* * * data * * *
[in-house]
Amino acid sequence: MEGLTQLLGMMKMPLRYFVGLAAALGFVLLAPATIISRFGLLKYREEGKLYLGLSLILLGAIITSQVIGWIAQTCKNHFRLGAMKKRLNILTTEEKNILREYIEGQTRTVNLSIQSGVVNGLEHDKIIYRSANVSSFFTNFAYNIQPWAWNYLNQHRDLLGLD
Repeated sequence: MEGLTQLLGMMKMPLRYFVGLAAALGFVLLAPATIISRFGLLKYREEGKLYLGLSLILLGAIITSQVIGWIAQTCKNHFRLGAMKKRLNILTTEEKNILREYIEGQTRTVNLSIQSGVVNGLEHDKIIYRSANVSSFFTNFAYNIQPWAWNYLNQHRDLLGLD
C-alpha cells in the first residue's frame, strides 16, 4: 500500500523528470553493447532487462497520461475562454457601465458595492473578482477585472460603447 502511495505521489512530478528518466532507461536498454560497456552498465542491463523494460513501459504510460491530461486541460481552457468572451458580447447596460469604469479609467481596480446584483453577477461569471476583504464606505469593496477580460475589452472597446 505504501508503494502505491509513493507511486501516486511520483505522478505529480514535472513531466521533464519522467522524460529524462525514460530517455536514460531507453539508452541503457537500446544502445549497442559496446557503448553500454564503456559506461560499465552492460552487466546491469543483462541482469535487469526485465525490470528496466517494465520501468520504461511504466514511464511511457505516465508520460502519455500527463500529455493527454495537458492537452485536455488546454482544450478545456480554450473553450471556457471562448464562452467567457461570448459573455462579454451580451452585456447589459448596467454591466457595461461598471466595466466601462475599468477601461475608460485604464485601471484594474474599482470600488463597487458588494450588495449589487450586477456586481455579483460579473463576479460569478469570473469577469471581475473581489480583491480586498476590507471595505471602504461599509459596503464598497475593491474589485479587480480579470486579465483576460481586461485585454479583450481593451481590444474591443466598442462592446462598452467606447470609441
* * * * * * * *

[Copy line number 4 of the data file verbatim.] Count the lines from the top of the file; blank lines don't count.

C-alpha cells in the first residue's frame, strides 16, 4: 500500500523528470553493447532487462497520461475562454457601465458595492473578482477585472460603447 502511495505521489512530478528518466532507461536498454560497456552498465542491463523494460513501459504510460491530461486541460481552457468572451458580447447596460469604469479609467481596480446584483453577477461569471476583504464606505469593496477580460475589452472597446 505504501508503494502505491509513493507511486501516486511520483505522478505529480514535472513531466521533464519522467522524460529524462525514460530517455536514460531507453539508452541503457537500446544502445549497442559496446557503448553500454564503456559506461560499465552492460552487466546491469543483462541482469535487469526485465525490470528496466517494465520501468520504461511504466514511464511511457505516465508520460502519455500527463500529455493527454495537458492537452485536455488546454482544450478545456480554450473553450471556457471562448464562452467567457461570448459573455462579454451580451452585456447589459448596467454591466457595461461598471466595466466601462475599468477601461475608460485604464485601471484594474474599482470600488463597487458588494450588495449589487450586477456586481455579483460579473463576479460569478469570473469577469471581475473581489480583491480586498476590507471595505471602504461599509459596503464598497475593491474589485479587480480579470486579465483576460481586461485585454479583450481593451481590444474591443466598442462592446462598452467606447470609441